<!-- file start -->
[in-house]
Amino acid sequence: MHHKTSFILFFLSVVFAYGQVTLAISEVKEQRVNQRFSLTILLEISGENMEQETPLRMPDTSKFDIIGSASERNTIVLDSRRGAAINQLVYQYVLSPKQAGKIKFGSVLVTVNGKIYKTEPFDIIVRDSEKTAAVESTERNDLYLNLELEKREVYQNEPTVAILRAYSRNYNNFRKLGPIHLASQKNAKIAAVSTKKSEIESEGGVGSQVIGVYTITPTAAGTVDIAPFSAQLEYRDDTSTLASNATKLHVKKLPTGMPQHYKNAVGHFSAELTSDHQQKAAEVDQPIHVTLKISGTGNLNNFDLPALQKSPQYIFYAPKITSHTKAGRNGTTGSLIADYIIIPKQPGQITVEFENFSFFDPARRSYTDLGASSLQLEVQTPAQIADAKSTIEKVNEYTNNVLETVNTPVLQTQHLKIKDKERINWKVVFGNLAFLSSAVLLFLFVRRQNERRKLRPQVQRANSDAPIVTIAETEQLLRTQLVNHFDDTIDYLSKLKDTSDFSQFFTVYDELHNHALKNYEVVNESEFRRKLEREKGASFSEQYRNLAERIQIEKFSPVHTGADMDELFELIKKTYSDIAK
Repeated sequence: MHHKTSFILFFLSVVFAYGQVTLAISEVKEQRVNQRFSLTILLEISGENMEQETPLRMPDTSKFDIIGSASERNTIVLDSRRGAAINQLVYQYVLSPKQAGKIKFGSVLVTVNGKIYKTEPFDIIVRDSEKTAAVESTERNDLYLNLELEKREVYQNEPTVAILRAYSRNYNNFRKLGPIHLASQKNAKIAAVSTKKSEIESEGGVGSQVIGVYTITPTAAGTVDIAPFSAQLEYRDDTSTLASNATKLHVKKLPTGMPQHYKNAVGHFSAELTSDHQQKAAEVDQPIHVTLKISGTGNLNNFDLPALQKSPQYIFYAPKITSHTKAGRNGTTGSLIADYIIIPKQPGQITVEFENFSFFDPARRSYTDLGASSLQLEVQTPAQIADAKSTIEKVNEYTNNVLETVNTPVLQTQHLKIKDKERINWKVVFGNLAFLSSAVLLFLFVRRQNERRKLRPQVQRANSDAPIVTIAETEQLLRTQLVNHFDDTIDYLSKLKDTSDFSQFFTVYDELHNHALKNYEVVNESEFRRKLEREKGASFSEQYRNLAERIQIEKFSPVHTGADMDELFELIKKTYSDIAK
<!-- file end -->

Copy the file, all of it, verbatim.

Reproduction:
[in-house]
Amino acid sequence: MHHKTSFILFFLSVVFAYGQVTLAISEVKEQRVNQRFSLTILLEISGENMEQETPLRMPDTSKFDIIGSASERNTIVLDSRRGAAINQLVYQYVLSPKQAGKIKFGSVLVTVNGKIYKTEPFDIIVRDSEKTAAVESTERNDLYLNLELEKREVYQNEPTVAILRAYSRNYNNFRKLGPIHLASQKNAKIAAVSTKKSEIESEGGVGSQVIGVYTITPTAAGTVDIAPFSAQLEYRDDTSTLASNATKLHVKKLPTGMPQHYKNAVGHFSAELTSDHQQKAAEVDQPIHVTLKISGTGNLNNFDLPALQKSPQYIFYAPKITSHTKAGRNGTTGSLIADYIIIPKQPGQITVEFENFSFFDPARRSYTDLGASSLQLEVQTPAQIADAKSTIEKVNEYTNNVLETVNTPVLQTQHLKIKDKERINWKVVFGNLAFLSSAVLLFLFVRRQNERRKLRPQVQRANSDAPIVTIAETEQLLRTQLVNHFDDTIDYLSKLKDTSDFSQFFTVYDELHNHALKNYEVVNESEFRRKLEREKGASFSEQYRNLAERIQIEKFSPVHTGADMDELFELIKKTYSDIAK
Repeated sequence: MHHKTSFILFFLSVVFAYGQVTLAISEVKEQRVNQRFSLTILLEISGENMEQETPLRMPDTSKFDIIGSASERNTIVLDSRRGAAINQLVYQYVLSPKQAGKIKFGSVLVTVNGKIYKTEPFDIIVRDSEKTAAVESTERNDLYLNLELEKREVYQNEPTVAILRAYSRNYNNFRKLGPIHLASQKNAKIAAVSTKKSEIESEGGVGSQVIGVYTITPTAAGTVDIAPFSAQLEYRDDTSTLASNATKLHVKKLPTGMPQHYKNAVGHFSAELTSDHQQKAAEVDQPIHVTLKISGTGNLNNFDLPALQKSPQYIFYAPKITSHTKAGRNGTTGSLIADYIIIPKQPGQITVEFENFSFFDPARRSYTDLGASSLQLEVQTPAQIADAKSTIEKVNEYTNNVLETVNTPVLQTQHLKIKDKERINWKVVFGNLAFLSSAVLLFLFVRRQNERRKLRPQVQRANSDAPIVTIAETEQLLRTQLVNHFDDTIDYLSKLKDTSDFSQFFTVYDELHNHALKNYEVVNESEFRRKLEREKGASFSEQYRNLAERIQIEKFSPVHTGADMDELFELIKKTYSDIAK